Blank Slate Psychology
Philipp talks about the psychological effects on people who have to betray their own morality. The self-loathing and guilt that follows leads to mental vulnerability, which results in people thinking that maybe life is in fact only matter and therefore morals don’t carry any weight. Once this thought process is in place, people are vulnerable to the belief that perhaps the communist ideology is correct. “What the constant barrage of public executions, suffering, trauma, and madness does is leave people so afraid, shocked, or apathetic and numb that nobody can think straight anymore,” explains Philipp.
A key goal of communism is to erase preexisting morals so the government can displace it with their own code of ethics, which is to obey the Communist Party at the expense of humanity. Communists lead society to believe that morality, faith, and ethics are wrong, but famine, oppression, and struggle are right, when they serve the party. Examples of the decay in morality under communism are rampant in Mao’s Cultural Revolution, which saw children beating their own parents, families betraying one another, and radicalized students turning on their trusted educators. Teachers, landlords, and public intellectuals were hunted, publicly humiliated, and oftentimes worse.
Dead End Ideology
The documentary points out that Mao killed roughly 50–70 million people. Although deaths haven’t been fully counted everywhere, estimates across Cambodia, Africa, Vietnam, Afghanistan, Eastern Europe, and Latin America reached over 7 million, to name just a few places where communism touched. “Communism promises a world without suffering, and yet, in its execution, does the exact opposite,” Philipp said.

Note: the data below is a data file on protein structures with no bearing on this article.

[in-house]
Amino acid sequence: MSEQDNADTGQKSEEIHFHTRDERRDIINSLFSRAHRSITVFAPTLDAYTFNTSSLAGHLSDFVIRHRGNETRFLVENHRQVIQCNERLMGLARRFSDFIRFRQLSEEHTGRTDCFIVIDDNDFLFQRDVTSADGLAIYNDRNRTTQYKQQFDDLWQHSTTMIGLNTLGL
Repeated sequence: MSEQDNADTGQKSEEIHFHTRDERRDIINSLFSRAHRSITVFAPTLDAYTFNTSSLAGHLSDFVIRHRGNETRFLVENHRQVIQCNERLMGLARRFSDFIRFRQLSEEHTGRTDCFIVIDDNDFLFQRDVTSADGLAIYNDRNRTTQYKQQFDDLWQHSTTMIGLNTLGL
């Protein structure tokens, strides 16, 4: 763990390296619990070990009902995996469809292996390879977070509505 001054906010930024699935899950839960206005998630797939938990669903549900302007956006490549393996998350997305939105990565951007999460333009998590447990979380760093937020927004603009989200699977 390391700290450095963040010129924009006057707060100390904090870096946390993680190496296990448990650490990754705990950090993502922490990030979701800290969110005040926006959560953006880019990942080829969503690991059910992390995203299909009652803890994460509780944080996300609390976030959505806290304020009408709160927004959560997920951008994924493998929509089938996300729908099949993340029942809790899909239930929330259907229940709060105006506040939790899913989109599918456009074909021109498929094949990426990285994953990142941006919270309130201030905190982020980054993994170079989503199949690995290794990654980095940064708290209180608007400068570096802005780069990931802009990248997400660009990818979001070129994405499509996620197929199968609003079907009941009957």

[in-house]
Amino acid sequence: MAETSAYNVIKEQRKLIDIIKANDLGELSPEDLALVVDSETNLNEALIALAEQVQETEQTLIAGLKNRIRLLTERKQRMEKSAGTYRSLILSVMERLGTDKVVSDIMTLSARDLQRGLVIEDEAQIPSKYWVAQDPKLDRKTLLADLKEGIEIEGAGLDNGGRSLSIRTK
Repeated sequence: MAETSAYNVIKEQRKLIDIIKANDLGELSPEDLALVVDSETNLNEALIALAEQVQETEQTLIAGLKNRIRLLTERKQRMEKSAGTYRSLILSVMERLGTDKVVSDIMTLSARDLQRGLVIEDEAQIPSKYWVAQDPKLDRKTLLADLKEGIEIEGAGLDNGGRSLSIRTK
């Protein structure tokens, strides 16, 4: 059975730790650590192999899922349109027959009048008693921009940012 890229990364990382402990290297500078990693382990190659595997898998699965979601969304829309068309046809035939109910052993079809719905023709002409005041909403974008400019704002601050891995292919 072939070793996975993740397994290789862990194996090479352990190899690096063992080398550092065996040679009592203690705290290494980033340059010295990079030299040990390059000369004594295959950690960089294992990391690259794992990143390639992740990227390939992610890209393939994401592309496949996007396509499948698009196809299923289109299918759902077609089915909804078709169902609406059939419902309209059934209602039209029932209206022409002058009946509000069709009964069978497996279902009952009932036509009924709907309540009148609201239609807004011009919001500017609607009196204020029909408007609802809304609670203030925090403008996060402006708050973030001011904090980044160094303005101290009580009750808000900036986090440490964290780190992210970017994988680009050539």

The documentary delves into whether the intentions of communism were good but simply misguided, or if they were bad from the beginning? Karl Marx, the founder and leader of Marxism and communist ideology, wrote much about revenge in his early years, as well as his hatred for God and his commitment to destroy God and others with Him. In his writings, he often spoke of the “prince of darkness” and pledged himself to Satan. One thing is clear: Marx had a dark fixation with death, destruction, and revenge. It is only fitting that his manifesto produced just that.
Communism capitalized on human beings’ desire for a higher purpose. It destroyed religion, and placed itself at the helm instead. In an ideal communist state, the government controls everything—public and private. People are all reduced to matter, like cogs in a machine. Communism is a belief built on the destruction of belief. First, communists must destroy faith. Next, they must engineer destruction, and by doing so, they create a blank slate in society to fill with communism, which is always a dead end. Philipp concludes, “It is a dead end ideology built on struggle, hatred, and destruction.”
Follow EpochTV on social media:
Views expressed in this article are the opinions of the author and do not necessarily reflect the views of The Epoch Times.